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Social worker dedicates her life to the safety of Brooklyn children

Abstract: New York City social worker Joan Cleary has been working for decades to improve the lives of Brooklyn children.

News 12 Staff

Mar 3, 2023, 5:43 PM

Updated 475 days ago

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In celebration of Women's History Month, News 12 is highlighting a social worker who has spent the last 30 years improving the life and safety of Brooklyn children.
Working with kids was always in the cards for Joan Cleary.
"I spent a lot of time as a young adolescent babysitting, working in after-school programs, so I knew I wanted to continue my work with children," she says.
That calling led her to the Administration of Children's Services, working there for now 30 years. She started her career as a case worker in the late 1980s.
Ten years in, she went back to school to get a master's degree in social work while also caring for her own children. For the past seven years, Cleary has been overseeing the Division of Child Protection in Brooklyn West.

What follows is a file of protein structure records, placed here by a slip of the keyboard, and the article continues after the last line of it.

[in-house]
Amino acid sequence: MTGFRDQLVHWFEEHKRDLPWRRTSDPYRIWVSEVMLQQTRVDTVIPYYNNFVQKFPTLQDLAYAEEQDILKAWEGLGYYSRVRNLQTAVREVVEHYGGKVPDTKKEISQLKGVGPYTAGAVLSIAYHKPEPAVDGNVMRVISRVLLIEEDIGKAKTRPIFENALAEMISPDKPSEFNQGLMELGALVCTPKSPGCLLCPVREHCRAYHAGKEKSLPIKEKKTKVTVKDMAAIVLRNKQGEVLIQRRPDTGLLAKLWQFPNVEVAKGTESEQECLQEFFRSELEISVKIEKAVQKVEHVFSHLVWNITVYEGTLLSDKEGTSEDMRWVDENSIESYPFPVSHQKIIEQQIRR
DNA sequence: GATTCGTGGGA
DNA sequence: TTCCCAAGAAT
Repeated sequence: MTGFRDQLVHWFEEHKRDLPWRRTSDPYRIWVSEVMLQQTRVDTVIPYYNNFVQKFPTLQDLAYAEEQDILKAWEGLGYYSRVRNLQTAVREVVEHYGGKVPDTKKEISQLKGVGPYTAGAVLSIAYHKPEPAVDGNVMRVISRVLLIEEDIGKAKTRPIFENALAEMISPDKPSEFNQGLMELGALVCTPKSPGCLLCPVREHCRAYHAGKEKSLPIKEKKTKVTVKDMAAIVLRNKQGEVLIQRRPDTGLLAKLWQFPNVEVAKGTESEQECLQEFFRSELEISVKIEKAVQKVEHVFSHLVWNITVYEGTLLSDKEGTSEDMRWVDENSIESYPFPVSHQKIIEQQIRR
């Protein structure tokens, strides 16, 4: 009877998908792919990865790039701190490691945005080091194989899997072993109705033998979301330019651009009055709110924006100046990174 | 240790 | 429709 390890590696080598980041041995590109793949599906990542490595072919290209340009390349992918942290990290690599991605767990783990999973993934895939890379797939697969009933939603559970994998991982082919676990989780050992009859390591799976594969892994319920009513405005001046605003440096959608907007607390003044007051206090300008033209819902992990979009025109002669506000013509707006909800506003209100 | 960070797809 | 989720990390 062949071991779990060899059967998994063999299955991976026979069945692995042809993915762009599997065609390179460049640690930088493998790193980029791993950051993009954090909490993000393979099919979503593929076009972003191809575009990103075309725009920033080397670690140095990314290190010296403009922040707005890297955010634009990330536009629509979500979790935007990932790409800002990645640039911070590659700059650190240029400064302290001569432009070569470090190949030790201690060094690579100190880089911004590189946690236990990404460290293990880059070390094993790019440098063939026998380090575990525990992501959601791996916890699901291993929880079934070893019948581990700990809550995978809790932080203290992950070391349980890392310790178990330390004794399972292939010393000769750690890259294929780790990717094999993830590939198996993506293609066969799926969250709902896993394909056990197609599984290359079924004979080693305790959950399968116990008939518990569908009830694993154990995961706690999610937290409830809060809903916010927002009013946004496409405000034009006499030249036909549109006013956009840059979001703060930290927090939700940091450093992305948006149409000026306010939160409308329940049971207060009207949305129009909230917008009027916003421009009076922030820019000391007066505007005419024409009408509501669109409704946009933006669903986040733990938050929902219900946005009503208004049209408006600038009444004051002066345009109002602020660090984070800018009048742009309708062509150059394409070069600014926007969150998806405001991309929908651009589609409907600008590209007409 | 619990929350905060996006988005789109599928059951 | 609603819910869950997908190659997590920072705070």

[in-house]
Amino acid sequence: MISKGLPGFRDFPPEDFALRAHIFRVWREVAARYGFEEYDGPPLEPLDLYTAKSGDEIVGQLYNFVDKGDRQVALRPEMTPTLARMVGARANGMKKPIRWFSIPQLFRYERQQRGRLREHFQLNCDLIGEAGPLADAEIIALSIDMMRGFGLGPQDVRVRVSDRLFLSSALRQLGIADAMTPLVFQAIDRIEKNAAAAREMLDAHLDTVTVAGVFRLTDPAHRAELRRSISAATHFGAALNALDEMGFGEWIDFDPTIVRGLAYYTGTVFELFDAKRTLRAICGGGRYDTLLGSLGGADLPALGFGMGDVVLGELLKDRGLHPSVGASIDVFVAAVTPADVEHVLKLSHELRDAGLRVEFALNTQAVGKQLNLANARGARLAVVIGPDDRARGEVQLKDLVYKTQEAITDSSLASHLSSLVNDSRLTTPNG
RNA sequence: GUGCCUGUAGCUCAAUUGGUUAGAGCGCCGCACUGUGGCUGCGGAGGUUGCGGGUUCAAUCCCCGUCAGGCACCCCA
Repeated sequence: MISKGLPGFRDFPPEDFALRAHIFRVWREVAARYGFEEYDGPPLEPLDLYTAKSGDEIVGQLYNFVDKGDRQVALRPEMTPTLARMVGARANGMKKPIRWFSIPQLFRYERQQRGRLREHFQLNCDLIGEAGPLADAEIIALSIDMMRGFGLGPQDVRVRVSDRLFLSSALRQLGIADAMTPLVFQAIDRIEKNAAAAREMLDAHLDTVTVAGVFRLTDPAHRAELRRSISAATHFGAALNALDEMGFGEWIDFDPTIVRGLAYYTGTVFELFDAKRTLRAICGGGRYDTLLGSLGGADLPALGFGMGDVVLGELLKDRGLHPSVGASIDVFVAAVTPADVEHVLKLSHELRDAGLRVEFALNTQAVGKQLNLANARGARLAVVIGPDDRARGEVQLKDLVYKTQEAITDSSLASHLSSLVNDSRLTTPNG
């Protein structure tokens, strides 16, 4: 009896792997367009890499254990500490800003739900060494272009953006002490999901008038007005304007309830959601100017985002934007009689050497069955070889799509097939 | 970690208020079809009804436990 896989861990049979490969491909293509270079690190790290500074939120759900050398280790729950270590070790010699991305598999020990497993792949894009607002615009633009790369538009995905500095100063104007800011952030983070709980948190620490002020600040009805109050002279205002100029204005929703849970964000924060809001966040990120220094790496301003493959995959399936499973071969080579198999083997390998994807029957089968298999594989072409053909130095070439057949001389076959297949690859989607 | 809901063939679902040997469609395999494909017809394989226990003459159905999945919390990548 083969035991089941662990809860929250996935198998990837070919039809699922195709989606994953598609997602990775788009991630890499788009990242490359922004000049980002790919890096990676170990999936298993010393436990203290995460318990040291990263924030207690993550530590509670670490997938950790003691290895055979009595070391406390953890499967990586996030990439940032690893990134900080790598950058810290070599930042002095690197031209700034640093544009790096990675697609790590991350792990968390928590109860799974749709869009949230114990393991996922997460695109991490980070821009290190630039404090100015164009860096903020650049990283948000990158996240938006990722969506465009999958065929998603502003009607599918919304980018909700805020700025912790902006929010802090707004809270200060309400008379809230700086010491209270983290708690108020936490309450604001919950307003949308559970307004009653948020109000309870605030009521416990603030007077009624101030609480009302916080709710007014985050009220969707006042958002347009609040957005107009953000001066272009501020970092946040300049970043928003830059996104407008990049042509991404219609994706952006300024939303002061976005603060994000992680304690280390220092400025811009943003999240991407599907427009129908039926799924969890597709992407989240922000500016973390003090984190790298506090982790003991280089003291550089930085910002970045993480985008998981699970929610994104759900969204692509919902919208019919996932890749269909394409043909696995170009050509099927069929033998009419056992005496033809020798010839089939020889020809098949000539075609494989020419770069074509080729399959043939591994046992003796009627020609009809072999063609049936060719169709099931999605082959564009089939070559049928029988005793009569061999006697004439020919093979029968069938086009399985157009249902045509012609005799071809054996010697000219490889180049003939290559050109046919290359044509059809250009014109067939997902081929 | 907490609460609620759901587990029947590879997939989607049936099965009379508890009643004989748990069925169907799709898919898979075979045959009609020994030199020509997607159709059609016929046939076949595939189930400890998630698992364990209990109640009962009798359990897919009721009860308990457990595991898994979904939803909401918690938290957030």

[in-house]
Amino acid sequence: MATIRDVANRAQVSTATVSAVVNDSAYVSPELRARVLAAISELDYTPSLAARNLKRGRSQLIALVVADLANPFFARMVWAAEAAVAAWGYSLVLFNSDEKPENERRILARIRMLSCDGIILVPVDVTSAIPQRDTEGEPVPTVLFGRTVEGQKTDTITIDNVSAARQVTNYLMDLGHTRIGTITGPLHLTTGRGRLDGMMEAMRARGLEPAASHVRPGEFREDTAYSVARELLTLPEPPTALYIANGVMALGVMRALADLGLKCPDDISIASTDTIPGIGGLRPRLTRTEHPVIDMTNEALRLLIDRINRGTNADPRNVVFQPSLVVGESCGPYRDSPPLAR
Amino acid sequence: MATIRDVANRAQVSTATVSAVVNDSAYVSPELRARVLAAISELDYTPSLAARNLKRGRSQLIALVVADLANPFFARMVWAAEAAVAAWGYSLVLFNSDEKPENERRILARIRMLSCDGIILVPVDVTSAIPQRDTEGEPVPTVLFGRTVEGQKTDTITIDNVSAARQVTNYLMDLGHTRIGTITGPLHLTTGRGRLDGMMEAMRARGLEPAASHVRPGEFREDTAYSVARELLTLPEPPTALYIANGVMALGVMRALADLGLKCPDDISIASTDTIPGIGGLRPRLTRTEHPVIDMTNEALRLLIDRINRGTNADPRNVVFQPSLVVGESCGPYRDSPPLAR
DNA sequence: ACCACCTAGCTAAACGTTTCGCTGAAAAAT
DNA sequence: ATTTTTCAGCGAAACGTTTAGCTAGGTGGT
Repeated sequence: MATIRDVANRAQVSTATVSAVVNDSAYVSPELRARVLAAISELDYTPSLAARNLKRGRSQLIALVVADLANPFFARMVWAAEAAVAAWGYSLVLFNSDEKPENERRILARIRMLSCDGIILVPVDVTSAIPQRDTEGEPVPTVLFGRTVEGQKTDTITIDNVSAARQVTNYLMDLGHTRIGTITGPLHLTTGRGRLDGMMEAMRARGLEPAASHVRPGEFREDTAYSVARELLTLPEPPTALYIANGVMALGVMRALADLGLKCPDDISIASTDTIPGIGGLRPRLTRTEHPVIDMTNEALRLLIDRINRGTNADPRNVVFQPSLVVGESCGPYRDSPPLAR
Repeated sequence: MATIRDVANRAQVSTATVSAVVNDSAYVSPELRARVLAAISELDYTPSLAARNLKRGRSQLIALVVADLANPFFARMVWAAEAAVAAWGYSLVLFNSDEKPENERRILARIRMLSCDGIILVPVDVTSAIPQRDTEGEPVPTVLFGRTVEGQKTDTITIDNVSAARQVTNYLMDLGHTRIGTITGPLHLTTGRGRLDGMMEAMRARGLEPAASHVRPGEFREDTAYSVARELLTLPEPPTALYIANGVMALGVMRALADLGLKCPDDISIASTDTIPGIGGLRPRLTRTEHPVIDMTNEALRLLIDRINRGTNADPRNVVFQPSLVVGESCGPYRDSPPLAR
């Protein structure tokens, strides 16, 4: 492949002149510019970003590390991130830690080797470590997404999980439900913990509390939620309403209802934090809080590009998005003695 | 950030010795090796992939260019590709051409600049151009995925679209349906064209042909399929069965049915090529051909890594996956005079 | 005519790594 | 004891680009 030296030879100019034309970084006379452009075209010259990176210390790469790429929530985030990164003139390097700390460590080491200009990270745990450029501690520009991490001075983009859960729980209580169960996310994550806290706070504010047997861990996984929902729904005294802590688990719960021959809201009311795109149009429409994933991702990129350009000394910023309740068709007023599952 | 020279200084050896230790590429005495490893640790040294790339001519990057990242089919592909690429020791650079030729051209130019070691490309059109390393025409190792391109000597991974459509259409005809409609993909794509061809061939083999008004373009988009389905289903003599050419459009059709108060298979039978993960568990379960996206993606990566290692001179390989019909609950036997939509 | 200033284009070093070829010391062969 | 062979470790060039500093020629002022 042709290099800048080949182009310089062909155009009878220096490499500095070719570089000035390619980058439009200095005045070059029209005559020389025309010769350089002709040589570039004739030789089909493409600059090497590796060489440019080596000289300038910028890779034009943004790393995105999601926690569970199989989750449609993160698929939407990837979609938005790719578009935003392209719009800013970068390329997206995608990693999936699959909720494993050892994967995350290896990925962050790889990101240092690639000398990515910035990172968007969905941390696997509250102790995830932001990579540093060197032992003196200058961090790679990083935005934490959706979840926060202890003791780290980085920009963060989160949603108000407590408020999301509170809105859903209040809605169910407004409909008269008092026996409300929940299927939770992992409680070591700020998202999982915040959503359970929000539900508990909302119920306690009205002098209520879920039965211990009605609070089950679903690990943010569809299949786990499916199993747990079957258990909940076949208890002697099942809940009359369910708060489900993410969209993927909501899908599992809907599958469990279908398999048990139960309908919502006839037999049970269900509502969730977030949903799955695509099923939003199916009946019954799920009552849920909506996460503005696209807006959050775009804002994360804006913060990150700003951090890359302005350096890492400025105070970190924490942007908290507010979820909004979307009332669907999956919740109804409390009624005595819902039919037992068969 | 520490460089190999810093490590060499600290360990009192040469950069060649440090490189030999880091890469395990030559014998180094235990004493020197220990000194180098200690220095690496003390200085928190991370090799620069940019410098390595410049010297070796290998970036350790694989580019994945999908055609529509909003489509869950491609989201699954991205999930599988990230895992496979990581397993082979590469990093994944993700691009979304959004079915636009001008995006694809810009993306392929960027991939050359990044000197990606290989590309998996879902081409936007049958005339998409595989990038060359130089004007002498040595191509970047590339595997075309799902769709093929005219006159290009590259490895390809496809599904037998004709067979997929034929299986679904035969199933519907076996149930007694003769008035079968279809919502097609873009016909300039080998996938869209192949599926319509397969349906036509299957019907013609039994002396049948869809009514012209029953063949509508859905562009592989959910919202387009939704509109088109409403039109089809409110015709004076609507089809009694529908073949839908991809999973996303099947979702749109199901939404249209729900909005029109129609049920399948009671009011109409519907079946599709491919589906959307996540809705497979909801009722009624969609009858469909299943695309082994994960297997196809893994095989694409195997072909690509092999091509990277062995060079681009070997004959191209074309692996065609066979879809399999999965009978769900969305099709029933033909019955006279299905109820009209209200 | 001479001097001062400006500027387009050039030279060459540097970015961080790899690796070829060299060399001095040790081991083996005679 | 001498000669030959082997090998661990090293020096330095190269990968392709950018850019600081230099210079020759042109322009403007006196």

"As a mom working in this field, I was able to understand parents and some of the struggles they have and some of the decisions they make," she says.
As Cleary climbed up the ladder, she witnessed the agency transform.
"In my early years working in the agency, we had more than 40,000 kids in foster care and today we have only 7,000 children. That has a lot to do with how we invested in preventive work."
Some of the changes came partly in response to tragedies and criticism over the disproportionate number of Black and Latino families involved with ACS.
In the last decade, she says ACS has revamped its prevention program and expanded its CARES approach for low-risk cases, which is a less arbitrary alternative to a formal investigation.
Cleary's ultimate goal is to improve the lives of New York City children.


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